You could be forgiven for thinking that the Borgias have returned to the Vatican. Consider what has happened in the past few weeks: a fierce internal battle in the Roman Curia has spilled into the public square.
Cardinal Tarcisio Bertone, the Vatican Secretary of State, is desperately trying to defend his position while being besieged by many who want him to resign. His enemies appear to be led by the “old guard” who were ousted after the departure of Cardinal Bertone’s predecessor, Cardinal Angelo Sodano.
The “Viganò affair” – in which letters alleging internal corruption written by Archbishop Carlo Maria Viganò, then a Vatican official, were leaked – is just the tip of the iceberg. But the affair shows the preferred weapons in this fight: smear campaigns in the Italian media, confidential letters sent to anti-clerical journalists and damaging behind-the-scenes gossip. Those who were hindered by Archbishop Viganò’s tight financial controls and by his campaign against corruption used the media to seek his removal. When Archbishop Viganò was removed his confidential letters were leaked, creating an international scandal.
The position of the Holy See on the matter is still, unfortunately, unclear. Vatican spokesman Fr Federico Lombardi tried to defend Cardinal Bertone, describing the the Italian television news programme that revealed Archbishop Viganò’s letters as “partisan” and “partial and banal”. Fr Lombardi suggested that Archibishop Viganò’s appointment as apostolic nuncio to the United States was “proof of [the Pope's] indubitable esteem and confidence”. A statement from the Governatorate of the State of Vatican City, where the archbishop had served, described suggestions of financial corruption as “erroneous evaluations” and “fears unsupported by proof”.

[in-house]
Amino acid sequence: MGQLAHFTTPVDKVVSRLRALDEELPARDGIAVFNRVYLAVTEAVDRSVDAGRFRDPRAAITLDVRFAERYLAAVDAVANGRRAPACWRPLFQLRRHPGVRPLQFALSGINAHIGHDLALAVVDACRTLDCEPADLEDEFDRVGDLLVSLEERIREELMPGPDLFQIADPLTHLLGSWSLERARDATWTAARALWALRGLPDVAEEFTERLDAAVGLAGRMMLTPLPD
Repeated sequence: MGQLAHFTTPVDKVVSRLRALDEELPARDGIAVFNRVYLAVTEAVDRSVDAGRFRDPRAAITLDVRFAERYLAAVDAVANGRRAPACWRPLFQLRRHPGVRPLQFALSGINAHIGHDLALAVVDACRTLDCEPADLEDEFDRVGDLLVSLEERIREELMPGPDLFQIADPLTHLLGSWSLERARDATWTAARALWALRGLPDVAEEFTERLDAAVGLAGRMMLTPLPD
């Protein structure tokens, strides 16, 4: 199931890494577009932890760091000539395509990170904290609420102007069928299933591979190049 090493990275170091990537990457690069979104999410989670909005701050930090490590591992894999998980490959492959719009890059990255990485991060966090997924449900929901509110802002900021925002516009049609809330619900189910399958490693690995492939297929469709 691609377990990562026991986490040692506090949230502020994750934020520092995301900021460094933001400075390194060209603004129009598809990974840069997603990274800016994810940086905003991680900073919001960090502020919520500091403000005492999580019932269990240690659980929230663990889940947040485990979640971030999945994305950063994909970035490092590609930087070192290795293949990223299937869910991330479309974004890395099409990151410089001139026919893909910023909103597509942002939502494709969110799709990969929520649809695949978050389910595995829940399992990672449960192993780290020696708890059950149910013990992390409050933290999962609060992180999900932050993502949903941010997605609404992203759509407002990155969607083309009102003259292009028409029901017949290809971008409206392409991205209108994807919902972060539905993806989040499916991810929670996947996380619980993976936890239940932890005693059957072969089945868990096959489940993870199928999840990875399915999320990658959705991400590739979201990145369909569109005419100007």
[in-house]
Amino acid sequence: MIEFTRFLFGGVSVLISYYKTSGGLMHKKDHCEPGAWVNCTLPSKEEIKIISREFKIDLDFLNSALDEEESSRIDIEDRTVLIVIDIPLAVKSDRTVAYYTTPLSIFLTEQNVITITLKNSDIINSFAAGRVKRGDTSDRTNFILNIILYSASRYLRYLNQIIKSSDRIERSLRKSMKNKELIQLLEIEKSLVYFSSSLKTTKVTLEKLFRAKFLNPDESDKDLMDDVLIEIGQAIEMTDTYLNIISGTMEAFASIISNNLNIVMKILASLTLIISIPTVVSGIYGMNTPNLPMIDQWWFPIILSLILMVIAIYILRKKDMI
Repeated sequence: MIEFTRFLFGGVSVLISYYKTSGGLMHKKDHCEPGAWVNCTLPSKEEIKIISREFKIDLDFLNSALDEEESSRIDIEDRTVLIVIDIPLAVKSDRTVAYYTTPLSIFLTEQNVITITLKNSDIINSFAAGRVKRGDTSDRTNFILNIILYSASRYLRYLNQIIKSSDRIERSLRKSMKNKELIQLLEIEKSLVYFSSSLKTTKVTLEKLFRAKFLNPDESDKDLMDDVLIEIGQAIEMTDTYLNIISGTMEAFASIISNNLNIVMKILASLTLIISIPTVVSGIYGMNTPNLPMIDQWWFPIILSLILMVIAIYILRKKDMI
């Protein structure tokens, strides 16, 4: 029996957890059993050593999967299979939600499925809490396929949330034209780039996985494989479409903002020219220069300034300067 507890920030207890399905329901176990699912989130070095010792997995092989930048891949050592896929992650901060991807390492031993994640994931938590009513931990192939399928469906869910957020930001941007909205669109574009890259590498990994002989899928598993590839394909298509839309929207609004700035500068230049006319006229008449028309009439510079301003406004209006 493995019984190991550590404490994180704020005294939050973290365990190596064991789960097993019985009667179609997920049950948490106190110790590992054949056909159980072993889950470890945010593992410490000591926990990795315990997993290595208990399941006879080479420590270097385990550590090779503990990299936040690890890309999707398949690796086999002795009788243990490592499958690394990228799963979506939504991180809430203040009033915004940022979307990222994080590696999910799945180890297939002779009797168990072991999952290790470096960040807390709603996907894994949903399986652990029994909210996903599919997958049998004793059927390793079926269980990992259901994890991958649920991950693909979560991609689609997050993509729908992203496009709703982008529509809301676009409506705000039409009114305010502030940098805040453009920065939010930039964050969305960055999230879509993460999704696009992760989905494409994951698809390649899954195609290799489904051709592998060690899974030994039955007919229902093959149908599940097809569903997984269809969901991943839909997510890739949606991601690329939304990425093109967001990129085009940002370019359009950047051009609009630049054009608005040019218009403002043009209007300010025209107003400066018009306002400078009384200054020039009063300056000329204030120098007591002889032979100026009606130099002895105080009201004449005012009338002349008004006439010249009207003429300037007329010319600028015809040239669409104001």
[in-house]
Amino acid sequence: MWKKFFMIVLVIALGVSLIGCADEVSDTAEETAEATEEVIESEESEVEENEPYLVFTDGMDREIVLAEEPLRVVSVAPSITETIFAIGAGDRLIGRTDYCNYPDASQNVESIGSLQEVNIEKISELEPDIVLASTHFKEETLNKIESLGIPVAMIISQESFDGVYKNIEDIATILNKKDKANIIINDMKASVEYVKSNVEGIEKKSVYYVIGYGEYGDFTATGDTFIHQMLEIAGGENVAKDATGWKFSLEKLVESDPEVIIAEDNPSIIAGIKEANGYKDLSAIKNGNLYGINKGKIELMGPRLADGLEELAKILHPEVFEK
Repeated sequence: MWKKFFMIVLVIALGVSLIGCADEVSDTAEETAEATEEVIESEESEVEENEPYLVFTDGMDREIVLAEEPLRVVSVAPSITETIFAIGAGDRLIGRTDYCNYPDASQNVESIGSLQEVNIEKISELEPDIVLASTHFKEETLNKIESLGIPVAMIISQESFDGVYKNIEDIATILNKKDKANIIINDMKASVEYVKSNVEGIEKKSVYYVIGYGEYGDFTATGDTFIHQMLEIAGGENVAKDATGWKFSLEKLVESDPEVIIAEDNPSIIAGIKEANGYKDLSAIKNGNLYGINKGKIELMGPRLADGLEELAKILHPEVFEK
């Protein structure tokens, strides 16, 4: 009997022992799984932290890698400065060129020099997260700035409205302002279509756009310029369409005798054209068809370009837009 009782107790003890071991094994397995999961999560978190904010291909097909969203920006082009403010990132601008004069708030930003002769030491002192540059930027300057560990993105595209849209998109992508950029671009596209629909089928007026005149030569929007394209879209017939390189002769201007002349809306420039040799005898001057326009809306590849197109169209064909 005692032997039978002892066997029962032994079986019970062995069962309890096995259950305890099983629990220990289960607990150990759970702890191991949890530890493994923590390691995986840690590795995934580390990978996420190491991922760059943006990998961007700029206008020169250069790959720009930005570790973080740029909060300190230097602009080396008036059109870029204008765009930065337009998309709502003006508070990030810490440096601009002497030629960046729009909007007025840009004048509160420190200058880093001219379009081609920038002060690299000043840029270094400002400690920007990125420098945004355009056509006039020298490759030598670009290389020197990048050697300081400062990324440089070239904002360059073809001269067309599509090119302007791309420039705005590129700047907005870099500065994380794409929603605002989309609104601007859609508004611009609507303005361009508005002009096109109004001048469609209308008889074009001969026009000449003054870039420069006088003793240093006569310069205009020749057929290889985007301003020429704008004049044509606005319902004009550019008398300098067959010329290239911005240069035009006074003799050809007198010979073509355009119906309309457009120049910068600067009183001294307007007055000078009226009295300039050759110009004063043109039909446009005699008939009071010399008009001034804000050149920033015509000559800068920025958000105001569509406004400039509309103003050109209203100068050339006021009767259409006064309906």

But how can Archbishop Viganò enjoy the Pope’s “indubitable esteem and confidence” if he had made such a major error, as is claimed? Has he been sent to America as a reward, as Fr Lombardi seemed to say, or to remove him from the Vatican’s inner circle of power holders?
Nobody in the Curia seems to have heeded the Holy Father when, some years ago, he addressed the world’s bishops with these words from St Paul’s Letter to the Galatians: “If you go snapping at one another and tearing one another to pieces, take care: you will be eaten up by one another.”
So the war has begun. But regardless of who wins, the Church loses.